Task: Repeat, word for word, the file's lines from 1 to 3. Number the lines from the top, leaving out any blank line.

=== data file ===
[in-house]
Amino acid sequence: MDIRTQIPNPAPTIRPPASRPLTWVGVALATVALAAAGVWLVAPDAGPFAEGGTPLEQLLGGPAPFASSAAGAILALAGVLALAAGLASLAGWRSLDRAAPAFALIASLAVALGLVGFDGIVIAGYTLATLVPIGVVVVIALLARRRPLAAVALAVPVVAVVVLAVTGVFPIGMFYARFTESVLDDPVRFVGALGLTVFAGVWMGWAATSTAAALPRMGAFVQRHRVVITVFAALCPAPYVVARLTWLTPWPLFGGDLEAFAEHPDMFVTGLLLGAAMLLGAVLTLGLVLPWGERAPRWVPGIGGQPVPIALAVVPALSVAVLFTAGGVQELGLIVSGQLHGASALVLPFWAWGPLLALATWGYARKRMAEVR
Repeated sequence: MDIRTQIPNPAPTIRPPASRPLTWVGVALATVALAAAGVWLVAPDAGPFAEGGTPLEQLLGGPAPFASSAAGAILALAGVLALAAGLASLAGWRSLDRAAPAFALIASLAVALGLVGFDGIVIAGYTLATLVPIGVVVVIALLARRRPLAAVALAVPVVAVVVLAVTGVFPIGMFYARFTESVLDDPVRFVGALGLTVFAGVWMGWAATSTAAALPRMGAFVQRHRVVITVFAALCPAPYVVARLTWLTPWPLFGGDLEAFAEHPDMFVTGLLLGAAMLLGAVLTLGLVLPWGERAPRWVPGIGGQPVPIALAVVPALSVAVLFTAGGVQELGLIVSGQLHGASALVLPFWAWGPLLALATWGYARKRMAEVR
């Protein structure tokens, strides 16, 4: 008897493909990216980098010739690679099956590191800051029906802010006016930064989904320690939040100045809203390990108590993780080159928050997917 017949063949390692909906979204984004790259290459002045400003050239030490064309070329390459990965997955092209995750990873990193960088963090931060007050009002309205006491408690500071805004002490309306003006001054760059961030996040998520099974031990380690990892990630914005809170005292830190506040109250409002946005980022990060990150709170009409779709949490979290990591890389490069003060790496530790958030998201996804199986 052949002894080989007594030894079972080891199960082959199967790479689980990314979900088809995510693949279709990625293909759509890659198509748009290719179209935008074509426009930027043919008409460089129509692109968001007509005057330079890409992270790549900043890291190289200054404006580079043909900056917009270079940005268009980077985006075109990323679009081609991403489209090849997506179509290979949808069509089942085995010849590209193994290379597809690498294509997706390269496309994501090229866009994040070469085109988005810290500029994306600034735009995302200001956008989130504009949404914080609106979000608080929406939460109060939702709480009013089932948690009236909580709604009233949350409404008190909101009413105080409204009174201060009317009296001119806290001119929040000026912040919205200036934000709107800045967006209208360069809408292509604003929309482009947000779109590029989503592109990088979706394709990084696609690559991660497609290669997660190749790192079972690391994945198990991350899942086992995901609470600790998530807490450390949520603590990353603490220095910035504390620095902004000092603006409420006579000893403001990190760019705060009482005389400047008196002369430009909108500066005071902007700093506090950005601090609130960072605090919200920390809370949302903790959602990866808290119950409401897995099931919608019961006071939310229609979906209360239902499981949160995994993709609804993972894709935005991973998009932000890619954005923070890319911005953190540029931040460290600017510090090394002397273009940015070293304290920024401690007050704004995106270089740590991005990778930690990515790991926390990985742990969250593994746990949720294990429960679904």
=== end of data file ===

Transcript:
[in-house]
Amino acid sequence: MDIRTQIPNPAPTIRPPASRPLTWVGVALATVALAAAGVWLVAPDAGPFAEGGTPLEQLLGGPAPFASSAAGAILALAGVLALAAGLASLAGWRSLDRAAPAFALIASLAVALGLVGFDGIVIAGYTLATLVPIGVVVVIALLARRRPLAAVALAVPVVAVVVLAVTGVFPIGMFYARFTESVLDDPVRFVGALGLTVFAGVWMGWAATSTAAALPRMGAFVQRHRVVITVFAALCPAPYVVARLTWLTPWPLFGGDLEAFAEHPDMFVTGLLLGAAMLLGAVLTLGLVLPWGERAPRWVPGIGGQPVPIALAVVPALSVAVLFTAGGVQELGLIVSGQLHGASALVLPFWAWGPLLALATWGYARKRMAEVR
Repeated sequence: MDIRTQIPNPAPTIRPPASRPLTWVGVALATVALAAAGVWLVAPDAGPFAEGGTPLEQLLGGPAPFASSAAGAILALAGVLALAAGLASLAGWRSLDRAAPAFALIASLAVALGLVGFDGIVIAGYTLATLVPIGVVVVIALLARRRPLAAVALAVPVVAVVVLAVTGVFPIGMFYARFTESVLDDPVRFVGALGLTVFAGVWMGWAATSTAAALPRMGAFVQRHRVVITVFAALCPAPYVVARLTWLTPWPLFGGDLEAFAEHPDMFVTGLLLGAAMLLGAVLTLGLVLPWGERAPRWVPGIGGQPVPIALAVVPALSVAVLFTAGGVQELGLIVSGQLHGASALVLPFWAWGPLLALATWGYARKRMAEVR